Recognizing My Mental Health Issues

“Never let a stumble in the road be the end of your journey”

     -Unknown

September 9th, 2018

Opening up about my mental health is probably one of the best things I could have ever done.

Before I use to fear about what others would think of me. I didn’t want to be seen as a “crazy” or “psycho” person because of my struggles. I didn’t want to be judged for my depressing and emotional feelings about life. I didn’t want to need “help”.

I always knew in my heart and mind that I was different from everyone else. I just knew and had a strong feeling of it. I always knew that no one would be able to see or understand life from my perspective. And all of this begin at a very young age (single digits). I knew it.

I know for a fact that my issues begin before I could even understand life itself. Of course, I’d never be able to address these issues until later when I became older. But by then, it was too late unfortunately. I often feel I’d be in a much better place within myself, my mental health, and life had I been more open with certain situations.

I mean yes, my parents did get me into counseling when I was in middle school but at that age I couldn’t really say exactly how I was feeling. It was hard to be able to speak the truth about everything I was going through. I wouldn’t have even known where to begin. So therefore, I stayed silent and kept to myself about a lot. 

My first suicide attempt happened in the seventh grade and it was then I confirmed something was “wrong” with me. But was something really wrong with me or was it the situation I was in that got me to that point? That is the question I’ve always asked myself for years. Today I know it’s always been the situation I was in.

I was always called “crazy” but I wasn’t crazy, I was mentally ill. I suffered from suicidal thoughts and attempts constantly. I would binge after eating to “starve” myself most days. I even cut myself on my thighs and arms for years hoping to end it all. I was in dark place at a young age and no one ever realized it….

…Until it was too late.

As I got older I noticed a change in my feelings about life itself. I begin to speak up more and understand things clearly. I knew I didn’t belong here and I didn’t want to be here. But for some reason suicide was frowned upon. It was considered an act of selfishness but I beg to differ

Why should one have to suffer in a world when they can have peacefulness? That is something I still don’t understand today. Yes, people tend to miss you and get heartbroken but everyone has to go someday and that was always my motto of life (along with “Live A Little”) as I aged.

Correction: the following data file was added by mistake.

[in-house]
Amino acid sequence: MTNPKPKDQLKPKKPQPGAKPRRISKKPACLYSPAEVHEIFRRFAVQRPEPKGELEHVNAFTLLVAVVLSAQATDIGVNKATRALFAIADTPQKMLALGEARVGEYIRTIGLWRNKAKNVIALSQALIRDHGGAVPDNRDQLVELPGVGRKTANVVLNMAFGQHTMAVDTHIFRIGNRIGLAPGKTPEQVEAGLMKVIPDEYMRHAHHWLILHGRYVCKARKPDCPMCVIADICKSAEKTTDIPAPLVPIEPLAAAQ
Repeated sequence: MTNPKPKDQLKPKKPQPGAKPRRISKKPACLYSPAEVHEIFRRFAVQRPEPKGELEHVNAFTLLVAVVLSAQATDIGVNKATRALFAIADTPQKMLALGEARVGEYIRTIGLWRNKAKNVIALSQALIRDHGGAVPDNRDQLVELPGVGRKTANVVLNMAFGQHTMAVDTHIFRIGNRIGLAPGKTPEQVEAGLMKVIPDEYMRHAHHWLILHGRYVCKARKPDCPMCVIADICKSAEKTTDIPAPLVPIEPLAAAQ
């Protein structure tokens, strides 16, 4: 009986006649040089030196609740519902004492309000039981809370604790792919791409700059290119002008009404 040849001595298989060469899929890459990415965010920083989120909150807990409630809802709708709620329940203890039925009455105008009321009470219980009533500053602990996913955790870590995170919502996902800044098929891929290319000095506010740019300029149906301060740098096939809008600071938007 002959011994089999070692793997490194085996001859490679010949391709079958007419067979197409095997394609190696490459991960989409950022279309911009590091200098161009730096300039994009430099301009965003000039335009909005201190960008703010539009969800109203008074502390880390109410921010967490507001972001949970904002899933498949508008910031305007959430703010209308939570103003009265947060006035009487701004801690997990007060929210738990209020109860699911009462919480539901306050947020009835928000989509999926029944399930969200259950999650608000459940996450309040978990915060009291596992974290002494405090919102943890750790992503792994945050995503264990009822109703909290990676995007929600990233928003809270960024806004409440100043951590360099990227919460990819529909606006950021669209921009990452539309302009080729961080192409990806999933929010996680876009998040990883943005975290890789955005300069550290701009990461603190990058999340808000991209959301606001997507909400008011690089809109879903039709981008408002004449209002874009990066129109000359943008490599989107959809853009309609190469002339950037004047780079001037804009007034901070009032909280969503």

Would you rather accept the idea of one of your loved ones killed by the hands of someone else or themselves? And we could argue death by natural causes but what are the chances?

Although I can count on two hands all of my suicide attempts, they were never really a “go to” option.  They have always been the very last option. At times I often wish I had succeeded and other times I’m not so sure. Some see it as a “second chance” at life but most of the time I see my attempts as failures.

Sure I can see numerous therapists and psychiatrists over and over again, get prescribed just about every single antidepressant and mood suppressant the world has to offer but is that really helping me? Maybe to an extent but honestly, the feeling of being suicidal is one that can’t be predicted. It just happens.

I can say, being more open and becoming educated about my illnesses has helped me to understand a huge amount about myself and my horrible feelings. It has also revealed more of my friends or strangers going through similar illnesses. They’re like me and don’t know where to begin but I give them time and then we’re soon able to uplift each other.

Mental illness is something that a lot of people are afraid to come out about and most of the time that is why they commit suicide. They want to believe they can fight the battle alone. They don’t want to be seen as having “mental issues“. They want to be “normal” like everyone else. And although it took me years to realize it, it is okay to have a mental illness. It is okay to seek professional treatment. It is okay to not be perfect. It is okay to step out of the darkness and into the light. 

It is okay.

6 Comments

  1. I’m proud to know and call you my friend! The day I saw you I saw something special and couldn’t take my eyes off of you. Continue your journey one day at a time. You are an inspiration and courageous! Thanks for shining bright like a lighthouse!

    Liked by 1 person

  2. I am so proud of you that you’ve gotten to the point of acceptance of your illness and positively dealing with it by self-educating yourself on the topic . I love you woman❗️ ❤️❤️❤️❤️❤️

    Liked by 1 person

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